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B.C. housing minister looks at housing and labour shortage while in Vernon

Minister Ravi Kahlon got a close-up view of The Crossings units on 35th Street
Vernon-Monashee MLA Harwinder Sandhu (left), Housing Minister Ravi Kahlon and Vernon Mayor Victor Cumming met outside The Crossings in Vernon for a tour of the supportive housing building Thursday, Jan. 19, 2023. (Brendan Shykora - Morning Star)

Vernon might be a model community when it comes to building homes for the homeless, but it’s not enough.

Housing Minister Ravi Kahlon was in Vernon Thursday to take a tour of the city’s newest supportive housing building.

The Crossings on 35th Street provides more than 50 units of supportive housing to the community, operated by Turning Points Collaborative Society. The building is nearly identical to My Place next door, which opened in July 2019. BC Housing provided approximately $14.6 million for the project and will provide annual operating funding to the tune of about $1.2 million.

Rent at The Crossings is $375 with two meals provided daily, or residents can cook for themselves in their furnished units, which each have a kitchen and private bathroom.

Kahlon is currently travelling around the province speaking to mayors and not-for-profit groups about the housing challenges they face. On Thursday he said the province is currently refreshing its housing strategy, “so you’ll have very soon a road map of what we’re going to be doing in the province’s perspective to ensure that the housing that people need — no matter where they are in their lives, no matter what they need — is there for them.”

That could mean more supportive housing units like The Crossings, or more affordable rental units or “smaller units that people can actually afford to buy.”

Despite the completion of The Crossing, Vernon is still experiencing a significant housing crunch.

Vernon’s vacancy rate is low — below one per cent — and Kahlon said he’ll speak to mayor and council about fixing that problem by getting different types of housing online.

“One-and-a-half per cent (vacancy rate) is bad, and when you’re below one per cent, that means you’ve got a real serious issue,” Kahlon said, adding the province is looking at programming to increase rental units and affordable buying units.

Kahlon said Vernon has 152 supportive housing units now and about 150 units that are in progress.

“We’ve increased the provincial budget for housing by 600 per cent in 2017 when we got into government, but the challenge we have is those units are only coming online now, and that shows you how long it takes to get these units built, so we need more funding, we need Canada to get more involved again in housing, but we also need to have this housing built faster so that we can get people that desperately need this housing to get it faster,” he said.

Kahlon said two things are needed to address housing challenges in a community: leadership and empathy.

“Those are two very important things Vernon has, which I think is going to set us up for success in this community.”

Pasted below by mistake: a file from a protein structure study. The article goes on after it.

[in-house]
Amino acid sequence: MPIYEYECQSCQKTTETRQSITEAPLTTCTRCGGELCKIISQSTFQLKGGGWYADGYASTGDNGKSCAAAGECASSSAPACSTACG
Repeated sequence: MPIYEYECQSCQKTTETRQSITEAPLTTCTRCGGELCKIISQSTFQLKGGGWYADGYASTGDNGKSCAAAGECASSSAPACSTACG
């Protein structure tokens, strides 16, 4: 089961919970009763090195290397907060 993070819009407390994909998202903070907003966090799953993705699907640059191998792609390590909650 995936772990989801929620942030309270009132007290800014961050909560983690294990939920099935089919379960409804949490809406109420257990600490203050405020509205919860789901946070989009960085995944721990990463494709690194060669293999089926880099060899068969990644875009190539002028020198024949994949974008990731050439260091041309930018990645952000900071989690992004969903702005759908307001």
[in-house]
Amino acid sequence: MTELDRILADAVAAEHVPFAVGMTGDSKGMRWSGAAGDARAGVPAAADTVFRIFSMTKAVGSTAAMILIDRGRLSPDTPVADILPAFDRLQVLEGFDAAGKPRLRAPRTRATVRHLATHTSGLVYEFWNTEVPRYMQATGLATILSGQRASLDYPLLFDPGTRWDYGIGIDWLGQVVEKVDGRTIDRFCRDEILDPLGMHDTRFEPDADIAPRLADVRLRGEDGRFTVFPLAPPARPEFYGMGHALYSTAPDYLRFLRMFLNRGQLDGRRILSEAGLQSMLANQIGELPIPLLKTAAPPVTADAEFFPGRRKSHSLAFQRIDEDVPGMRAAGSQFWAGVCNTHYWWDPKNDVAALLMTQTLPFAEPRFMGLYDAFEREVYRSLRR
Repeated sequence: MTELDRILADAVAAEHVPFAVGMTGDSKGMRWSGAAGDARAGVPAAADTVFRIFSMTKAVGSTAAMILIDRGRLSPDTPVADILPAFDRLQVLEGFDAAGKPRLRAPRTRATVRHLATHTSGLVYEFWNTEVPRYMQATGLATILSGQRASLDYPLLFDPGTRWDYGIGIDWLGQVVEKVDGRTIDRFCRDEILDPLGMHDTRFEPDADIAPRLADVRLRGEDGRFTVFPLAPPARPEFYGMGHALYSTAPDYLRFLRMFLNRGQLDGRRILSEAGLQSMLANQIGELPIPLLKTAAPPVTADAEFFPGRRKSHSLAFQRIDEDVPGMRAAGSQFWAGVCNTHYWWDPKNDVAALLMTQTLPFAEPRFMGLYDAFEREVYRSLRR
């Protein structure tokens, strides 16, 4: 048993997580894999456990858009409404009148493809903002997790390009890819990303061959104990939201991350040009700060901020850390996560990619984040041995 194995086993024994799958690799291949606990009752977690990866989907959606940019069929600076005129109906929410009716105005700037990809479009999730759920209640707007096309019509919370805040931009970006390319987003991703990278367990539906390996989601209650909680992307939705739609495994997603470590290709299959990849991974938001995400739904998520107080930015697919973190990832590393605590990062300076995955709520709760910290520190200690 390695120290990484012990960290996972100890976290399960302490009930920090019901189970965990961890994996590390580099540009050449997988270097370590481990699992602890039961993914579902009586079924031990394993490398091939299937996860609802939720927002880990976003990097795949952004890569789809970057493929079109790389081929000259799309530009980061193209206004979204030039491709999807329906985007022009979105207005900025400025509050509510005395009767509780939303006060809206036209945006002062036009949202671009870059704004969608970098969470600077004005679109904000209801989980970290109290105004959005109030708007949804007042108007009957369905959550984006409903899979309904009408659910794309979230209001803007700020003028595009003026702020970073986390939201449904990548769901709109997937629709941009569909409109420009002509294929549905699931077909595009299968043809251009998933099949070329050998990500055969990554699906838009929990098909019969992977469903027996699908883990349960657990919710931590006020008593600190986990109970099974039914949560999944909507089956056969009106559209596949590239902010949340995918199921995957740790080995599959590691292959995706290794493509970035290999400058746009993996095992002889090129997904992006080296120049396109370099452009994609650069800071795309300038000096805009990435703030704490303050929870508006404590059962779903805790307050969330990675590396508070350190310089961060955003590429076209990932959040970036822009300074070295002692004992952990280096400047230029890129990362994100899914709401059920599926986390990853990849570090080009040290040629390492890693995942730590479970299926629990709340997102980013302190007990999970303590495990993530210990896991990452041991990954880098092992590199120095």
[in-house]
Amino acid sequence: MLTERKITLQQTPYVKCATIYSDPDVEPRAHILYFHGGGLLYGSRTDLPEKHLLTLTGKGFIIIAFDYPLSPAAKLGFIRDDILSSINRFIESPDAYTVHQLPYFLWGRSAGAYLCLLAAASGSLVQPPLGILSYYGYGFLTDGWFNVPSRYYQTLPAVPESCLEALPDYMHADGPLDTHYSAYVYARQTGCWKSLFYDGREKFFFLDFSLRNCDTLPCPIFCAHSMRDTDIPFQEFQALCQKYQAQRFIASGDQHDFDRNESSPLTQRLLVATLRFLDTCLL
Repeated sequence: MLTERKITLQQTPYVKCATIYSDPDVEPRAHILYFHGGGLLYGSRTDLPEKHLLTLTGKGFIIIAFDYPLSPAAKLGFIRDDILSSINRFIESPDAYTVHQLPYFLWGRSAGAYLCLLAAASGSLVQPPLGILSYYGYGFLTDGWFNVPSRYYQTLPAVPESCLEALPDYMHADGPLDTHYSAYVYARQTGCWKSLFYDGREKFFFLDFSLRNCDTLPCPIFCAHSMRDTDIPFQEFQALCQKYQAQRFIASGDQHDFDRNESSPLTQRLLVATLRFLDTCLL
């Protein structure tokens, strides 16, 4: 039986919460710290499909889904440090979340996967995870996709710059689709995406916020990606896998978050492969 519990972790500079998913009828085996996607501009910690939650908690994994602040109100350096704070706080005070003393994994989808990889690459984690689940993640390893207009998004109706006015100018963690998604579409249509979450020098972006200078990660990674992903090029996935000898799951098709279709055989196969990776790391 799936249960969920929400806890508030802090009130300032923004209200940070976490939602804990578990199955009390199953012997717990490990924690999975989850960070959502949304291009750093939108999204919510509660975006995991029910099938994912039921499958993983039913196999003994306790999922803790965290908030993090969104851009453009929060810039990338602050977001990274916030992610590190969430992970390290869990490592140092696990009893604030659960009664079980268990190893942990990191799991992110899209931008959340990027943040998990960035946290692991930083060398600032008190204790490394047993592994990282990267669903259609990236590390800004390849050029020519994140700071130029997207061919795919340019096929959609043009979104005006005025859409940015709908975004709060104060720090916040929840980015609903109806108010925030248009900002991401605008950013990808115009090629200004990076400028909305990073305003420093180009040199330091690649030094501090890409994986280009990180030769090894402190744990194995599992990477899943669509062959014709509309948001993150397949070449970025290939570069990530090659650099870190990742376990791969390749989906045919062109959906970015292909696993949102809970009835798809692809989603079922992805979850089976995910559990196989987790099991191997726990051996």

Between The Crossings and My Place, Vernon is becoming a model for other cities looking to address the housing crunch.

“Vernon is a leader in that front,” Kahlon said. “We’re looking for that formula to take to other communities, because we want to make sure that the success that we’re seeing here is replicated in other parts of the province.”

The housing affordability crisis and B.C.’s current labour shortage “go hand in hand,” said Kahlon, and a successful economy depends on providing housing for people coming to the province, whether they’re coming from other Canadian provinces or immigrating from other countries.

“We need to have people from other provinces come, we need to have immigration here. But at the same time if we don’t build the right housing for people, not only will the people coming here not be successful, not only will our economy not be successful, but it will also make it unsuccessful for the people who are already living in communities who are struggling,” he said.

Vernon mayor Victor Cumming said Vernon had a record year for building permits in 2022, but it isn’t enough.

“I wish we were far more successful, I think we’ve had some facilities go in that are really positive, (but) clearly at less than one per cent vacancy rate we’re well off of what we need, so we need to be able to accelerate this process,” Cumming said.

Cumming said he’s discussed with the housing minister about how Vernon can address the ‘missing middle,’ the mid-range housing “that has been under-developed over the last decade.”

Standing outside The Crossing, he said Vernon needs more of these supportive housing units, adding there is a plan to add another building. He said Vernon also needs a complex care facility and “a mechanism to bring on rental accommodations for the people who work here.”

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Brendan Shykora
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Brendan Shykora

About the Author: Brendan Shykora

I started as a carrier at the age of 8. In 2019 graduated from the Master of Journalism program at Carleton University.
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